I’ve always felt that one of the great downsides of summer is the distinct lack of blankets. There’s something erroneous (not to mention sweaty) about layering up with great woollen textiles when it’s 22 degrees and baking sun outside. But (dare I say thankfully?!) in the last few weeks it’s turned cold. Really cold. The kind of cold that you feel in your bones, that makes you shudder under your four layers of knitwear on morning dog walks. The wind has started whistling down the chimney and shaking the windows in the evenings, and from my window I can see smoke puffing up from the slate rooftops. I’d say it’s blanket season.
Already I’ve been crawling into bed trailing a fur throw behind me, using it to plug any duvet gaps while bribing the dog to cuddle up close to me like a living hot water bottle. But now it’s time to bring the big blankets down from their BST hibernation. I was sent this Duck Egg Windmill Blanket by Startup Sisters* in the summer and have been dying for the blanket-appropriate weather to kick in so I can curl up in it.
And that’s exactly what I’m doing now as I write this, late (sorry!) on a Sunday afternoon. A single candle fills the room with a woody scent and I am entwined with this big lovely blanket; half sheep half woman. It trails around me in thick, but not too thick, folds and this, I think, is my happy place. Curled up, writing and blanketed I feel like if I looked in at me through the window I’d think how cosy and content I looked. It’s funny what a blanket can do for you.
Blankets & Interiors
I think my love affair with blankets started after leaving home. My mum prefers a clean look while I naturally err towards dishevelled (see also, A Defence of Mess) and have always loved that layered interior look. Being renters I’ve always appreciated how blankets and throws can instantly add texture and colour to a space, change its dynamic or make a damp and peeling living room homely in some strange way. In our new house, damp and peel-free, they tie together the rustic slate features with the stark and fresh magnolia walls, providing the missing link between this little cottage’s past and present.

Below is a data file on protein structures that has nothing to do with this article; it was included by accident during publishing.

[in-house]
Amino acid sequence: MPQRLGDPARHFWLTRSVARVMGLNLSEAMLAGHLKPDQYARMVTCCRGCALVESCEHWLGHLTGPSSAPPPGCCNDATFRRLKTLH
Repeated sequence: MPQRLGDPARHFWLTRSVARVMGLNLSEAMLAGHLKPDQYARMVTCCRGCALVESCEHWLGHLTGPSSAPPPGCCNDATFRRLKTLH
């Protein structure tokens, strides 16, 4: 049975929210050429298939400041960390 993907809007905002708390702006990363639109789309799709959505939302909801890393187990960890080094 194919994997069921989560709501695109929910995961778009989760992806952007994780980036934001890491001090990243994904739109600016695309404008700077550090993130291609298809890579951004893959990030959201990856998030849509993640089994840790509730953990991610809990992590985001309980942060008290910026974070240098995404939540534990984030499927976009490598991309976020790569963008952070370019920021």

And, of course, a blanket covers up the less than ideal elements too. Our sofa, stained, misshapen and in dire need of replacement, gets a temporary facelift when I drape the blanket across it. In the summer we use smaller, lighter blankets, but it doesn’t create the same rustic opulence as a big wool number tumbling across in swags. Nor are they quite as good at creating a sleepy little nest.
Blankets & Slow Living
Dan always laughs at my penchant for ‘blankies’ – not least because the act of pulling a blanket over myself of an evening is very often the precursor to me falling asleep on the sofa minutes later. They are, literally, a security blanket, soothing and comforting, the inanimate equivalent of a loving hand stroking your hair. When you’re in a blanket, nothing can hurt you
Snoozing aside, I think I like curling up in a blanket because it is the ultimate slow activity. Whether you’re writing, reading, crafting, meditating or just sitting, blankets also make all the other slow activities better. A blanket literally slows you down, restricting your movement as it wraps heavily around you, tangling with your limbs so you become just a face and two hands poking out from its woolly embrace; its warmth and cuddliness leading to a sleepy thoughtfulness that is almost meditative. You become that kind of tired where you’re not tired enough to sleep, but too tired to contemplate ever moving your body again. In that state you’re freed of distraction, which enables you to focus what remains of your energy on your thoughts and words. Blankets, in a way, are a vehicle to mindfulness and intentionality.
We talk a lot, you and I, both here on the blog and on Instagram, about finding the time to slow down. So often the Instagrammable perfection of inverted commas “slow living” seems so unattainable that we stop trying to reach it. But simple living isn’t about doing everything ‘right’; it’s about intention, about finding slow moments and focusing on the elements of simplicity that are important to you. If you spend a few hours in the evening under a blanket with a cup of tea (or, you know, wine), reading a few pages of a book or just reflecting on your day then you, my friend, are slow living.
What do you love the most about blankets?
*this product was sent to me for review, but the words are all mine and from the heart
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